Colloidal Particulate Carrier Systems for Targeted Delivery of Proteins: Nanotechnology at Work
A wide range of carrier systems in the colloidal size range (diameters up to a few micrometers) has been proposed for protein targeting. Examples are: lipo-somes, biodegradable polycyanoacrylate nanoparti-cles, albumin microspheres, polylactic acid microspheres, and low density lipoproteins (LDL). Upon entering the bloodstream after IV injection, it is difficult for many of these particulate systems to pass through epithelial and endothelial membranes in healthy tissue, as the size cut-off for permeation through these multilayered barriers is around 20 nm (excluding the liver, see above and Fig. 26). Parameters that control the fate of particulate carriers in vivo are listed in Table 15.
As a rule, cells of the mononuclear phagocyte system (MPS), such as macrophages, recognize stable, colloidal particulate systems (< 5 mm) as “foreign body like structures” and phagocytose them. Thus, the liver and spleen, organs rich in blood circulation exposed macrophages, take up the majority of these particu-lates (Tomlinson, 1987; Crommelin and Storm, 1990). Larger (> 5 mm) intravenously injected particles tend to form emboli in lung capillaries on their first encounter with this organ.
Liposomes have gained considerable attention among the colloidal particulate systems proposed for site-specific delivery of (or by) proteins. Liposomes are vesicular structures based on (phospho)lipid bilayers surrounding an aqueous core. The main component of the bilayer usually is phosphatidylcho-line (Fig. 30).
By selecting their bilayer constituents and one of the many preparation procedures described, lipo-somes can be made varying in size between 30 nm (e.g., by extrusion or ultrasonication) and 10 mm, and charge (by incorporation negatively or positively charged lipid molecules), and bilayer rigidity (by selecting special phospholipids or adding lipids such as cholesterol). Liposomes can carry their payload (proteins) either in the lipid core of the bilayer through partitioning, attached to the bilayer, or physically entrapped in the aqueous phase. To make liposomes target site specific, except for passive targeting to liver (Kupffer cells) and spleen macro-phages, homing devices are covalently coupled to the outside bilayer leaflet (Toonen and Crommelin, 1983). In Table 16 three relative advantages of liposomes over other particulate systems are given.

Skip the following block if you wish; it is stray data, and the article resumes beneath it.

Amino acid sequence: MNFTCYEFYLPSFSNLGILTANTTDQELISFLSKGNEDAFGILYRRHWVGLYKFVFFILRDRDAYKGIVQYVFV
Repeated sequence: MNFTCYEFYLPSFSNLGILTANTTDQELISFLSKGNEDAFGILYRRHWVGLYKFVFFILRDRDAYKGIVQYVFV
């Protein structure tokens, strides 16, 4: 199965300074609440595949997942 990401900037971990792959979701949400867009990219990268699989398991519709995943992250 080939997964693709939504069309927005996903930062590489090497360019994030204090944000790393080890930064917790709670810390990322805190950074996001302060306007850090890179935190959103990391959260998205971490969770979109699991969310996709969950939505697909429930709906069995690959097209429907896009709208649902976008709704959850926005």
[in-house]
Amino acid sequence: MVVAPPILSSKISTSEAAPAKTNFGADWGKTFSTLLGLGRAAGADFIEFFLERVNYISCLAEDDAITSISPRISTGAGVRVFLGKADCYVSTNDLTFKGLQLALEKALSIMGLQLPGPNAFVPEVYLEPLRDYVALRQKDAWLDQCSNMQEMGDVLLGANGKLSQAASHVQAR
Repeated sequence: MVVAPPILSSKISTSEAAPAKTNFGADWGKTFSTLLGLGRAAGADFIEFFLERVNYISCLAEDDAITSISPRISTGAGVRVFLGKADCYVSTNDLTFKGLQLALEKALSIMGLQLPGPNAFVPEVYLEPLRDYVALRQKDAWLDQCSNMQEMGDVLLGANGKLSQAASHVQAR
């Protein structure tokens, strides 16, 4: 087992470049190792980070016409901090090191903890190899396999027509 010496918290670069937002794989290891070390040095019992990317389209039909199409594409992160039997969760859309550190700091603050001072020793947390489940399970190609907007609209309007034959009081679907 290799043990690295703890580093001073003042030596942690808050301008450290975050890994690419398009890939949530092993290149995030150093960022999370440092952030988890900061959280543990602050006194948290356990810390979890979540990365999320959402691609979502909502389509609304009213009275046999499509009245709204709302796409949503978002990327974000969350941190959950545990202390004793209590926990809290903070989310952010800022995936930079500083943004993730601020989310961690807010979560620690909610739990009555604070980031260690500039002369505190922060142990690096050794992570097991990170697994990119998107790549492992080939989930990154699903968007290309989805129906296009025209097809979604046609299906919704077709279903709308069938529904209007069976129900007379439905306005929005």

After injection “standard” liposomes stay in the blood circulation only for a short time. They are taken up by macrophages in liver and spleen, or they degrade by exchange of bilayer constituents with blood constituents. Liposome residence time in the blood circulation can be extended to many hours and even days, if PEG chains are grafted on the surface and stable bilayer structures are used (Fig. 31, see also Fig. 17). These long circulating liposomes apparently are able to escape macrophage uptake for prolonged periods of time and are sequestered in other organs than liver and spleen alone, e.g. tumors and inflamed tissues. In Figure 32 an example is shown of the use of mTc-labelled liposomes in the detection of inflam-mation sites in a patient.
The accumulation of protein-laden liposomes in macrophages (passive targeting) offers interesting therapeutic opportunities. Liposome encapsulated lymphokines and “microbial” products, such as interferon-a or muramyl tripeptide phosphatidyletha-nolamine (MTP-PE), respectively, can activate macrophages and enable them to kill micrometas-tases, or help to stimulate immune reactions. Moreover, reaching macrophages may help us to more effectively fight macrophage located microbial, viral or bacterial diseases than with our present approaches (Emmen and Storm, 1987; Crommelin and Schreier, 1994).